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FEATURE

Smart City Seoul

An inside look at what makes Seoul tick-technology wise.

Melissa Jun Rowley
January 14 , 2014

What makes a city smart? How efficiently its public services operate? The digital savviness of its people? The sustainability of its infrastructure? The mayor of Seoul, Korea, Park Won-soon, says, "the key to becoming a smart society is 'communication' on a totally different level. A smart city, for instance, involves communication between person and person, people and agencies, and citizens and municipal spaces, with human beings always taking the central position in everything. A smart city is also characterized by its unprecedented level of sharing".

The city of Seoul, South Korea's capital and largest metropolis, has been hailed by many travelers and IT experts as the smartest, most connected city in the world. While recently attending the World Knowledge Forum I was able to make my own observations. To say I felt connected and informed while traveling through the megacity is an understatement. As soon as I entered the Sheraton Grand Hotel, where the event took place, I noticed monitors in the floor playing videos of the featured speakers. This isn't something I've seen in New York City...yet.

Holding a high-tech population of more than 10 million people, Seoul is the largest city proper in the developed world, and has the world's most highly used subway system serving the metropolitan area with 765 bus routes, nine metro lines and 391 stations. People there are able to use an electronic currency called T-Money, which comes in the form of a card, and can be used to pay for every mode of public transportation.

What smart transportation trends will other cities follow?

Along with T-Money, the city also introduced Upass, the world's first commercially used, contactless smart card, along with the integration of 4G and wifi in all stations and subways cars.

In addition to the aforementioned, seamless connectivity, state-of-the art Digital View terminals installed at Seoul subway stations keep residents and foreigners informed when they're on the go. Resembling a giant smartphone, the terminals and networks created by the Korean Internet portal Daum, provide users with a detailed navigation system that optimizes the best routes to take when a starting point and destination are entered. All the city's bus lines, their stops, and drop-off and pick-up times are included, along with satellite street views of locations, such as restaurants and other tourist attractions. The coordinates for banks, schools, hospitals, and real estate are also featured. T-money comes in handy when users want to use a Digital View terminal's handheld phone, which offers news, weather and financial information.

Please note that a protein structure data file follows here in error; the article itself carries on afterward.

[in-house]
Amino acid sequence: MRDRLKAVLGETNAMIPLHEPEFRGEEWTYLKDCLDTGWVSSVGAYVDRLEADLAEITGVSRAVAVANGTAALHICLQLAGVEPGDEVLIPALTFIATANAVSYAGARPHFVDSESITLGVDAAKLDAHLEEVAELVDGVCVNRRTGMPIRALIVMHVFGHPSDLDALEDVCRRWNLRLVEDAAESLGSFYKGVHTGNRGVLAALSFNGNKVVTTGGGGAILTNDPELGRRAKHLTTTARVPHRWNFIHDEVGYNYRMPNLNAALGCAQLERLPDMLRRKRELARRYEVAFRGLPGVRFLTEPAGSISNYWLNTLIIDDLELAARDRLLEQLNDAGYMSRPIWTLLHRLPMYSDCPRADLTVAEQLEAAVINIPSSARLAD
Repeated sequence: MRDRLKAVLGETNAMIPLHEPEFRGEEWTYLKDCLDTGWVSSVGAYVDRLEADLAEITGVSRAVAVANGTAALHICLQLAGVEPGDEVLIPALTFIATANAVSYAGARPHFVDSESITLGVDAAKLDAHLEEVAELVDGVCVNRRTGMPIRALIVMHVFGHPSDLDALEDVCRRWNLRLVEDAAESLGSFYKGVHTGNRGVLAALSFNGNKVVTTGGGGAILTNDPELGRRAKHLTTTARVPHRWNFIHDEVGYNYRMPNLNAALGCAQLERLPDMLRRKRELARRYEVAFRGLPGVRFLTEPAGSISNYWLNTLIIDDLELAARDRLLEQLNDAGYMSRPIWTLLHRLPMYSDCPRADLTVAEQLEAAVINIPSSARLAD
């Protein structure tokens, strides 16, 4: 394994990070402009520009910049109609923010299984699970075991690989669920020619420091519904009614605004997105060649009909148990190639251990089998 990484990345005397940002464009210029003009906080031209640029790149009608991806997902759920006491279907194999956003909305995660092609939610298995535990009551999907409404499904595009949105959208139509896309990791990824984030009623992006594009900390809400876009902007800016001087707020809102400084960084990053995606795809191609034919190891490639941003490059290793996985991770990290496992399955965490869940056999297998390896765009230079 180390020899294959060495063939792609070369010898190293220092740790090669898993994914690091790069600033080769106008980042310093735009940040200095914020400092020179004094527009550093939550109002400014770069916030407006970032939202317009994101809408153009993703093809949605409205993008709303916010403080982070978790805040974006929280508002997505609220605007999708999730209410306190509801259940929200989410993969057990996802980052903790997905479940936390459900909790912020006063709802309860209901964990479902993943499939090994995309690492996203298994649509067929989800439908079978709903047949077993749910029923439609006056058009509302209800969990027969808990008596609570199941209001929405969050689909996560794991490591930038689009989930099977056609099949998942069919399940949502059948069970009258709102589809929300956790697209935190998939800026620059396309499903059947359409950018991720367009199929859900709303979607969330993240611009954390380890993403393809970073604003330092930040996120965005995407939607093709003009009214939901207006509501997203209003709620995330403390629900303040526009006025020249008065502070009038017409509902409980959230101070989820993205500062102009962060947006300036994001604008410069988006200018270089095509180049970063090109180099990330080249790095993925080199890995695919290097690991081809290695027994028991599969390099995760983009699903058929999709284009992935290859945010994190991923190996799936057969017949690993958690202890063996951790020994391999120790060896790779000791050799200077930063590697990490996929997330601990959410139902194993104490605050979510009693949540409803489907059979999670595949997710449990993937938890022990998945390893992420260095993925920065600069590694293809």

What are the technical and social standards for smart city functionality?

To affirm Seoul's position as a global technology leader, the city established the strategic plan "Smart Seoul 2015" in 2011. The program highlights three phases including: 1) build up smart infrastructure in 2011-2012,  2) provide smart services in 2013-2014, and finally, 3) advance smart services by 2015. Ultimately, the game plan is to make Seoul the absolute best at utilizing smart technologies across the board. By 2015, smart device users in the city are expected to exceed 80 percent of the area's population, with 30 percent having a smart TV. To move fluidly with this development, Seoul aims to build smart environments where people can use free wifi anywhere at any time.

City officials are also planning to educate and care for communities that are often underserved when it comes to smart technology information. To support the initiative to improve smart infrastructure, Seoul began giving out second-hand smart devices to the elderly, the disabled, and low income families in 2012. The goal is to distribute 1 million smartphones or tablets by 2015. Seoul's proposed U-Health Care, designed to provide health check-ups and medical attention via high-end equipment and smart technology, will place the elderly and people with disabilities as a top priority.

Additional objectives rounding out Seoul's "smart" strategy include better online communication, more available civil administrative services, public safety and smarter information security. Can the world's smartest, most connected city hit all these marks? Let's check back in 2015.

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Related Tags: Innovation , Smart Connected Communities , Melissa Jun Rowley

 
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